Sunday, January 26, 2014
An omelette and a glass of wine
Monsier Viel, Here is the recipe for the omelette: I break some good eggs in a bowl, I beat them well, I put a good piece of butter in the pan, I throw the eggs into it and I shake it constantly. I am happy, Monsieur, if this recipe pleases you. Annette Poulard
So that is the recipe for success. Simplicity. Fresh eggs, butter and you're done. Here is what Elizabeth David says of the omelette:
As to the omelette itself, it seems to me to be a confection which demands the most straightforward approach. What one wants is the taste of the fresh eggs and the fresh butter and, visually, a soft bright golden roll plump and spilling out a little at the edges. It should not be a busy, important urban dish but something gentle and pastoral, with the clean scent of the dairy, the kitchen garden, the basket of early morning mushrooms or the sharp tang of freshly picked herbs, sorrel, chives, tarragon. And although there are those who maintain that wine and egg dishes don't go together I must say I do regard a glass or two of wine as not, obviously, essential but at least as an enormous enhancement of the enjoyment of a well cooked omelette. Hear, hear!!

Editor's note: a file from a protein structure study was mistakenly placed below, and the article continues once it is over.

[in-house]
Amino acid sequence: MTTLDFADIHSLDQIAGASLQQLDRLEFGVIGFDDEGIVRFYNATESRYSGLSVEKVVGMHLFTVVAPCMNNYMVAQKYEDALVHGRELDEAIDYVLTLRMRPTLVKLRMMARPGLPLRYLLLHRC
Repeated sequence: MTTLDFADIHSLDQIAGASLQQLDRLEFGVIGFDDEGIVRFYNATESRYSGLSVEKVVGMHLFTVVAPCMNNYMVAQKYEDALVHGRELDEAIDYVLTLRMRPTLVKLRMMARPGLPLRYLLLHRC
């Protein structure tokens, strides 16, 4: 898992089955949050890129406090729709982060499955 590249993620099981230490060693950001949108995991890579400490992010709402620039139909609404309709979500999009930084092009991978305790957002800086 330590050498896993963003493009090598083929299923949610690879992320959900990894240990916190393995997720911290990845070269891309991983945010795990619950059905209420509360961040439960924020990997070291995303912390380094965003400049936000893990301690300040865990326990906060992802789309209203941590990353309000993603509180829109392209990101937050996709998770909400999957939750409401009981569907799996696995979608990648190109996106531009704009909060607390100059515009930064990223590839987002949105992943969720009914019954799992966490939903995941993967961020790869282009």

Here is her recipe; it's as good as any and more delicious than most!
Beat one tablespoon of finely grated parmesan with three eggs and a little pepper. Warm the pan and put in half an ounce of butter, when it bubbles and is about to change colour add the eggs. Add one tablespoon of gruyere and very thick cream and tip the pan towards you easing some of the mixture away from the edge. Then tip the other way tipping the egg back into the space with some of the still liquid egg. By the time you have done this twice the gruyere should have melted and the omelette is ready. Fold it over in three with a palette knife and serve immediately on a warm plate.
With a glass of wine, obviously.